San Diego County officially declared a state of emergency on May 31 and several cities imposed overnight curfews as protests continued across the county in the following days.

Protesters raise their fists during a protest at San Diego's Waterfront Park on May 31, 2020.

Max Rivlin Nadler

Protesters raise their fists during a protest at San Diego’s Waterfront Park on May 31, 2020.

In the aftermath of the protests, San Diego Mayor Kevin Faulconer and Police Chief Nisleit changed their stance on chokeholds, deciding to stop allowing its use as a method of restraint.

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Jacob Aere

Two years after being set on fire during a La Mesa riot, a vacant lot from a Chase bank branch occupies the space, May 20, 2022.

Two years later, there are still visual reminders of what happened.

Two years later, remembering a day of trouble in La Mesa

Looking back on the two-year anniversary, Pink Rose Cafe owner Nadia Zamora said her business was one of many businesses in La Mesa that had been damaged.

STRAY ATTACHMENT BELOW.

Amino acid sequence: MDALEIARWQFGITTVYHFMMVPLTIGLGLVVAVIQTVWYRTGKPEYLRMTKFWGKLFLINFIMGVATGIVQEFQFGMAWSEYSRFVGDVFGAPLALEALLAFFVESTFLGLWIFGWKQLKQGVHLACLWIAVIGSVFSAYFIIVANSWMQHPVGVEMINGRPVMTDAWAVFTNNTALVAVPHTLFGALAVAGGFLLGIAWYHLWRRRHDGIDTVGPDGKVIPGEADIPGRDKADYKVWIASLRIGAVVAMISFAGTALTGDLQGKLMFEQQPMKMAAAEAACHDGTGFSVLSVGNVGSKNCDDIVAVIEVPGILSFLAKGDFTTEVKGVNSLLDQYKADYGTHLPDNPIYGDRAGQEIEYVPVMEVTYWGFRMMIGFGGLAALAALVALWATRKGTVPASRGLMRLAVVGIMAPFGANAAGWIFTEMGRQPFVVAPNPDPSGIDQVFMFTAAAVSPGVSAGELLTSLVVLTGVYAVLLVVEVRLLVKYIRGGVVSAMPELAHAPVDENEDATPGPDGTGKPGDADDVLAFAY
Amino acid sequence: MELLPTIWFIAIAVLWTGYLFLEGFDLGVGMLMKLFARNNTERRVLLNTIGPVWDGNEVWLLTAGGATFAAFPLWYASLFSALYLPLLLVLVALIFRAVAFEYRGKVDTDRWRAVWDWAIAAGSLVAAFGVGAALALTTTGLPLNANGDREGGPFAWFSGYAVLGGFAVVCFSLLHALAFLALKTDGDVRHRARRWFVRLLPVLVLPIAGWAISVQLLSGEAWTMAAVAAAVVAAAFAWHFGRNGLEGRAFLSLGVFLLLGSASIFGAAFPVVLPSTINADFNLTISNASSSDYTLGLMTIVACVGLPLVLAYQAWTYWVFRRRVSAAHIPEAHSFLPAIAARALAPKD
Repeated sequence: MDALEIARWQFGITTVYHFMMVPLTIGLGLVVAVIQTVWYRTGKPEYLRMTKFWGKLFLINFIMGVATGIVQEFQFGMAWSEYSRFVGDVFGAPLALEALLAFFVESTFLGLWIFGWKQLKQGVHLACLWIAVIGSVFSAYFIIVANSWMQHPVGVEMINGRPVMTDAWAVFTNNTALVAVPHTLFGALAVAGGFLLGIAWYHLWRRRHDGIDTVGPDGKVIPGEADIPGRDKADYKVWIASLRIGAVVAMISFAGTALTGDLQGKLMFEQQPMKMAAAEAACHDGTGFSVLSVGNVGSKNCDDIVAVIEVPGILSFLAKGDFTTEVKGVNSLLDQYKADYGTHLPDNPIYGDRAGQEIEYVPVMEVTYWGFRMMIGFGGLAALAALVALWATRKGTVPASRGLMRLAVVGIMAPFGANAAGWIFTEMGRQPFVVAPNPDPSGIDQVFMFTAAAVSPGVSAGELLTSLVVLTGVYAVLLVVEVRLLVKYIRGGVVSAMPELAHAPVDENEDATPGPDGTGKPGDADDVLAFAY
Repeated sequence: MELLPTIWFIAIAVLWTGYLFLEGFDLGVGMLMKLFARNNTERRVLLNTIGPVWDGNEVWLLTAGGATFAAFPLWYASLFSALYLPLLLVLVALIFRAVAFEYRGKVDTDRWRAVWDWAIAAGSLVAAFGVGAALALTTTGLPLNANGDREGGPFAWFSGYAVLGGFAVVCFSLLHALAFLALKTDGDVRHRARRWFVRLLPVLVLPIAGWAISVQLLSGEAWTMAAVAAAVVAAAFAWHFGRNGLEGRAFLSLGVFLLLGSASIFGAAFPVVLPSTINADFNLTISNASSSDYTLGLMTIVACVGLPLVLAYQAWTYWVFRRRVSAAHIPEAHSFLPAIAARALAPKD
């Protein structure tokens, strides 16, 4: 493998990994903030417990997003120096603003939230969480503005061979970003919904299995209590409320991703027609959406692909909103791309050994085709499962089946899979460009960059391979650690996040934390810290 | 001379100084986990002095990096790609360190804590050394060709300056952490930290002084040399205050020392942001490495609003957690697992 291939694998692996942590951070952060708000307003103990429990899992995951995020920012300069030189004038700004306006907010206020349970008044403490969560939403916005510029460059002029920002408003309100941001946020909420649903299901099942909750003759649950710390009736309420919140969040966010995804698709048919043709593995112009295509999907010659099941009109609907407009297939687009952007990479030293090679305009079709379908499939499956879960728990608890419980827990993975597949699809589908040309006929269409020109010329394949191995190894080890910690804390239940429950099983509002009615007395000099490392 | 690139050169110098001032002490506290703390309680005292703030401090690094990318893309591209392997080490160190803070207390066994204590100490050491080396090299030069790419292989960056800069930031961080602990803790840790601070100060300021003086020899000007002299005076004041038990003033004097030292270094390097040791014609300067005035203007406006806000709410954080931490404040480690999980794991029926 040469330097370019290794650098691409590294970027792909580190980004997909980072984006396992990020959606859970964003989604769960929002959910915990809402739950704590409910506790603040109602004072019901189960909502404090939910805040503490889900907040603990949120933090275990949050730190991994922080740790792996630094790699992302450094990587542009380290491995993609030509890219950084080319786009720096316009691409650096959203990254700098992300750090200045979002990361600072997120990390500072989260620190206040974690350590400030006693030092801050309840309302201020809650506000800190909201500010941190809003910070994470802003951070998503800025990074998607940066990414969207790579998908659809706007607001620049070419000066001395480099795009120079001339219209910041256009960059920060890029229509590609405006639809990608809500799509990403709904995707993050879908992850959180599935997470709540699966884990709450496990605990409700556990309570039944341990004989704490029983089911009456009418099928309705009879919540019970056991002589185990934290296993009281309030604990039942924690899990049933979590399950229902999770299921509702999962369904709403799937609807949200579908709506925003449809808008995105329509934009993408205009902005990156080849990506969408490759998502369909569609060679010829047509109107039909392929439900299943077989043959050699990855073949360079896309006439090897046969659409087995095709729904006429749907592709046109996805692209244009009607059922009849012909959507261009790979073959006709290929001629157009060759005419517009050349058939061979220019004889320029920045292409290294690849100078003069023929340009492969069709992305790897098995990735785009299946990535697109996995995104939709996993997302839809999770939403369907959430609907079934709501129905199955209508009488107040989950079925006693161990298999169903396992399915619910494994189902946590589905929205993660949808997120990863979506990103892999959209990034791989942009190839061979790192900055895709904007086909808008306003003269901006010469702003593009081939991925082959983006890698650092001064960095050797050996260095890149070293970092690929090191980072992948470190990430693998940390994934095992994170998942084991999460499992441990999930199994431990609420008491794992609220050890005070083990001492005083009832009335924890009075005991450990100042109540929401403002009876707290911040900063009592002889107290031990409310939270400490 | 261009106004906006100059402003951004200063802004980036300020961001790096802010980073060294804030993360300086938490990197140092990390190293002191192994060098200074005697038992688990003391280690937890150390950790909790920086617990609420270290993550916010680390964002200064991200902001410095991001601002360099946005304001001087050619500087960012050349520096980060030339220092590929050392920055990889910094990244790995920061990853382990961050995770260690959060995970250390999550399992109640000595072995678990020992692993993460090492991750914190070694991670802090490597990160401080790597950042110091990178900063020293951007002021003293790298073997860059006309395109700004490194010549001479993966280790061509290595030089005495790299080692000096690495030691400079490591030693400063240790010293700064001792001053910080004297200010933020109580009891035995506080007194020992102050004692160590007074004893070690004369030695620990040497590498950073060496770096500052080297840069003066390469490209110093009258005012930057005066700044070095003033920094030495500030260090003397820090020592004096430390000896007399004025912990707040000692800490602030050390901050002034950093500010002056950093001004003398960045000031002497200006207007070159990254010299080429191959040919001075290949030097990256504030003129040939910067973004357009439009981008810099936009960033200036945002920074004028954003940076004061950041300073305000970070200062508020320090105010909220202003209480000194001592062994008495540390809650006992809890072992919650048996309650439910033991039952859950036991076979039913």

“I mean, that night of the riots, we came here to get some of the equipment out. … We were met with rioters and looters who literally ripped things from us. It looked like a scene from war. area.”

Nadia Zamora, owner of Pink Rose Café

Pink Rose Café owner Nadia Zamora is overwhelmed with emotion as she receives a $5,000 check for her business from Union Bank on November 18, 2020.

Jacob Aere

Pink Rose Café owner Nadia Zamora is overwhelmed with emotion as she receives a check for $5,000 for her business from Union Bank, November 18, 2020.

Zamora said the Pink Rose Cafe not only survived, but is now thriving. Its owner received a check for $5,000 from Union Bank to help her with her business in November 2020 and said she felt the community had come together in a way never before seen.

Community members clean the inside of a vandalized Play It Again Sports in La Mesa and mop up water after a fire started during protests triggered an emergency sprinkler system, May 31, 2020.

Matthew Bowler